Plaintiff has been before this Court previously, and it has been pointed out to him that the jurisdiction of this Court is limited and may never be presumed, but must, in fact, be affirmatively alleged and shown in all cases (McNutt v. General Motors Acceptance Corp., 298 U.S. 178, 56 S. Ct. 780, 80 L. Ed. 1135, and Mansfield, C. & L. M. R. Co. v. Swan, 111 U.S. 379, 4 S. Ct. 510, 28 L.Ed. 462). This is especially true where, as here, jurisdiction is alleged to exist under § 2281 of Title 28, U.S.C.A. (See Hague v. C. I. O., 307 U.S. 496, 59 S. Ct. 954, 83 L. Ed. 1423, and Gibbs v. Buck, 307 U.S. 66, 59 S. Ct. 725, 83 L.Ed. 1111).
An examination of the factual allegations of plaintiff's proposed complaint, which, for the purposes of this motion are assumed to be true, shows that plaintiff is seeking to draw into issue the constitutionality not of a statute, but of a departmental policy or regulation. Where the issue is one of actual discrimination, rather than the constitutionality of a State law, the issue is factual and may not properly be addressed to a three-judge court (Ex parte Bransford, 310 U.S. 354, 60 S. Ct. 947, 84 L. Ed. 1249; Sealy v. Department of Public Instruction of Pennsylvania, 3 Cir., 252 F.2d 898, certiorari denied 356 U.S. 975, 78 S. Ct. 1139, 2 L. Ed. 2d 1149; Wichita Falls Junior College Dist. v. Battle, 5 Cir., 204 F.2d 632, certiorari denied 347 U.S. 974, 74 S. Ct. 783, 98 L. Ed. 1114; and Wilson v. City of Paducah, D.C., 100 F.Supp. 116), for the explicit language of § 2281 of Title 28, U.S.C.A., limits the jurisdiction of a three-judge court to consideration of statutes (See also Sweeney v. State Board of Public Assistance, D.C., 36 F. Supp. 171, appeal denied D.C., 36 F. Supp. 973, affirmed 3 Cir., 119 F.2d 1023, certiorari denied 314 U.S. 611, 62 S. Ct. 74, 86 L. Ed. 491, and Gully v. Interstate Natural Gas Co., 292 U.S. 16, 54 S. Ct. 565, 78 L.Ed. 1088).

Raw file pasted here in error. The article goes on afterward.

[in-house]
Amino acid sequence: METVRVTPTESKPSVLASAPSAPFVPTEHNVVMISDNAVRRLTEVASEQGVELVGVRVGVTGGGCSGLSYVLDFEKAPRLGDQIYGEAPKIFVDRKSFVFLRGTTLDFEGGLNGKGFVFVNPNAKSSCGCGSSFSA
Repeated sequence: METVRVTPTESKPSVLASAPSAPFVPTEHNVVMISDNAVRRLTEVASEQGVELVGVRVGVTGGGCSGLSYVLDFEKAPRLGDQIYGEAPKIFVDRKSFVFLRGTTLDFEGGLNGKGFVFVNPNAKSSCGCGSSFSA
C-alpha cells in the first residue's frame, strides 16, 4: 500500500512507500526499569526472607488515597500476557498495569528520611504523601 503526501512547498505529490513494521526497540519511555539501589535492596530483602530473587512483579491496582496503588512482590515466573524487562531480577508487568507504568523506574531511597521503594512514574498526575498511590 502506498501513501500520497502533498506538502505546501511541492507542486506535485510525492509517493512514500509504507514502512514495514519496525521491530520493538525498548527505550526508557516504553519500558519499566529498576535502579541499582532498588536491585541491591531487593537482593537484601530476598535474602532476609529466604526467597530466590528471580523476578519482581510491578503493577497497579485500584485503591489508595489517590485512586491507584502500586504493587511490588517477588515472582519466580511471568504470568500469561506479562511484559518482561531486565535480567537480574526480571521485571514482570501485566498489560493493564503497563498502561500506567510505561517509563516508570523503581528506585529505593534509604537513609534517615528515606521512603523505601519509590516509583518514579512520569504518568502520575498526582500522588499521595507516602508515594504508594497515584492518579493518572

As no issue is presented which might properly be presented to a three-judge court, this Court may proceed to an individual determination of the merits of plaintiff's proposed complaint (Lee v. Roseberry, D.C., 94 F.Supp. 324).